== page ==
Families built through adoption, foster care and kinship care have unique needs and challenges throughout each developmental phase of their family’s life cycle. Unfortunately, the complexities of adopting a child with a history of neglect, trauma and/or multiple attachment disruptions can quickly overwhelm even the healthiest of family systems. Without specialized, adoption/permanency competent mental health supportive services too many children and youth will disrupt from their newly formed families.
For youth in foster care ages 12-17, the disruption rate is 25%. Each subsequent move furthers the child’s belief that they are unlovable and deepens the well of pain they carry into their next ‘placement’ or family. It is not enough to simply find families for the child welfare systems waiting children, it is imperative that clinicians have specialized training to become adoption/permanency competent. For the courageous parents who are willing to open their hearts and homes to our community’s most impacted children and youth, they both need and deserve the specialized mental health services that will assist them in successfully parenting a child with complex and/or relational trauma.
What is Adoption/Permanence Clinical Competence?
On Sept 29, 2014 AB 1790 (DICKINSON) Adoption: Adoption Permanence Competent Clinicians bill was signed by Governor Brown. This is the first legislation in the country to address the need for adoption and permanence competent mental health providers. The goal of AB 1790 is to improve the stability of adoptive and guardianship families by increasing the pool of adoption/permanence competent mental health professionals. W & I Code 16125 requires that medical necessary specialty mental health services be provided former foster children whose adoptions have become final. Adopted children and their families have a profound need for therapeutic support by mental health professionals during the crisis stage of placement when the child and family are most vulnerable to disruption (and prior to the development of a secure parent-child attachment relationship). The serious shortage of adoption competent service providers that fully understand and appreciate these complex issues frequently leads to families feeling isolated, frustrated and hopeless, often leading to disrupted adoptions or foster care placements, and children being placed in group homes or residential treatment centers.
Barriers to Adoption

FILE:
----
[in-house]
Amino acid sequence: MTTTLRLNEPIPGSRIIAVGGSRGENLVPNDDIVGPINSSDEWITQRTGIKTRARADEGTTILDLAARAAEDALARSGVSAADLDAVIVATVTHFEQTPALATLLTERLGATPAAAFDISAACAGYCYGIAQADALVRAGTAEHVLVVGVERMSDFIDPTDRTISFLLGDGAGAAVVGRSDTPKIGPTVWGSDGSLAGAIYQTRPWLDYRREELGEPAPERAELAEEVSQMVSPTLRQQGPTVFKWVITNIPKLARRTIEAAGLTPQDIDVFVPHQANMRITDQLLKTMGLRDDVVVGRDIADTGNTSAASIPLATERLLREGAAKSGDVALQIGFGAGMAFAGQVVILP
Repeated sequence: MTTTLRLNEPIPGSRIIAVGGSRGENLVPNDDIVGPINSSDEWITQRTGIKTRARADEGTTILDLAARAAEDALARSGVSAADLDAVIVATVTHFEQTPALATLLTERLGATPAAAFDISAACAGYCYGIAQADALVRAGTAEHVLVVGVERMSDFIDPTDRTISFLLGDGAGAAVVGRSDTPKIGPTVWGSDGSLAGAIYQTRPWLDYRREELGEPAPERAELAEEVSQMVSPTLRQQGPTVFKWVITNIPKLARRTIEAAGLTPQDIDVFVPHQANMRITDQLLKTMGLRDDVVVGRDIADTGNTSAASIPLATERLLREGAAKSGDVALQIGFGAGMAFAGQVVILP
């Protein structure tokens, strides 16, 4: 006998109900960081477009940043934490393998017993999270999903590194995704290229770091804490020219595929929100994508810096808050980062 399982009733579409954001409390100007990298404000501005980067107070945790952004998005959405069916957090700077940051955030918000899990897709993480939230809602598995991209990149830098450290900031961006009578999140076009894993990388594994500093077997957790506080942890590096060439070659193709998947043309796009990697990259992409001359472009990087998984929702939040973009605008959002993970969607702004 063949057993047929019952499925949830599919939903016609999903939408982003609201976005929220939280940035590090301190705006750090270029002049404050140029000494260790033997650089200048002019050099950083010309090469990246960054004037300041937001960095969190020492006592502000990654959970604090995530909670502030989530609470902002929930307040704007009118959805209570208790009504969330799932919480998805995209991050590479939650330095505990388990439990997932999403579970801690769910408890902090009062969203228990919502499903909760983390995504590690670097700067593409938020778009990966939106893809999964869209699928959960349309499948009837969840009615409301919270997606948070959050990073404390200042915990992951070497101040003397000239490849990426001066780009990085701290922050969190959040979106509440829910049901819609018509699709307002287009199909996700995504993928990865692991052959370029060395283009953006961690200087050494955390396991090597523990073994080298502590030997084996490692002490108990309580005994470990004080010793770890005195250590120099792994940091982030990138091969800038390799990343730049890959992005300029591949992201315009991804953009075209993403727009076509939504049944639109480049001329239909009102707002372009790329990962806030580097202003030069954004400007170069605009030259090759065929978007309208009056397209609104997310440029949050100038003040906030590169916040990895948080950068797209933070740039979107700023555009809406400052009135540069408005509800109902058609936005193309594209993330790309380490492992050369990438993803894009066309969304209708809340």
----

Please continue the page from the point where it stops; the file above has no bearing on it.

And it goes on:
Today, the majority of adoptions finalized across the country are adoptions from the foster care system. This significant increase over the past two decades, of public sector adoptions has meant that the majority of adoptions are no longer private infant adoptions. The average age of our systems waiting children is 6.2 years. This means that we are now asking prospective adoptive families to adopt children with significant histories of neglect, trauma, violence, in-utero exposure to drugs/alcohol and/or multiple disruptions in primary attachment relationships. Research shows that there are more than enough families interested in adopting children from foster care but one of the main barriers is the lack of post adoption/permanence support. Too often, adoptive parents seeking mental health services for their children and family find that clinical providers do not understand the unique complexities associated with their life experiences and/or often intervene in ways that are unhelpful and that sometimes even compound their problems (Brodzinsky, 2013; Smith, 2014). More evidence-based practices are needed which address the nature of complex trauma as well as attachment and identity issues and other co-existing developmental challenges confronting these children (Smith, 2014).
Adoption/Permanence Clinical Competence
A family systems, attachment-based and trauma-informed orientation that allows clinicians to engage the entire family system in the treatment process is critical. The underlying belief in this model is that the family system is the healing mechanism for the child. Healing occurs within and through the context of a healing relationship. For children who have suffered through years of chronic abuse, neglect, attachment disruptions, violence and trauma . . . trusting and depending on new caregivers does not come easily. Adoption and permanency creates issues related to attachment, abandonment, grief/loss, identity formation, intimacy and mastery/control that are both complex and lifelong for children, foster/adoptive parents/caregivers, and birth families. Unfortunately, when these newly formed families do not get the specialized adoption/permanency competent mental health services they need . . . placements disrupt, and the cycle of foster care drift continues for the child.
Allison Davis Maxon, LMFT
Allison is a clinician, educator, and advocate specializing in adoption/permanency, attachment, and trauma. She is passionate about creating systems of care that are permanency-competent and strength-based. She has 25 years of experience in the fields of child welfare, trauma and mental health and is currently the chief operating officer of the National Center on Adoption and Permanency. Allison is co-author and master trainer of Kinship Center’s ACT: An Adoption and Permanency Curriculum for Child Welfare and Mental Health Professionals, co-author and master trainer of Pathways to Permanence: Parenting the Child of Loss and Trauma, and creator of 10 Things Your Child Needs Every Day, a DVD with tools to assist parents/caregivers strengthen their attachment relationship with their child. You can reach Allison at firstname.lastname@example.org or (949) 939-9016.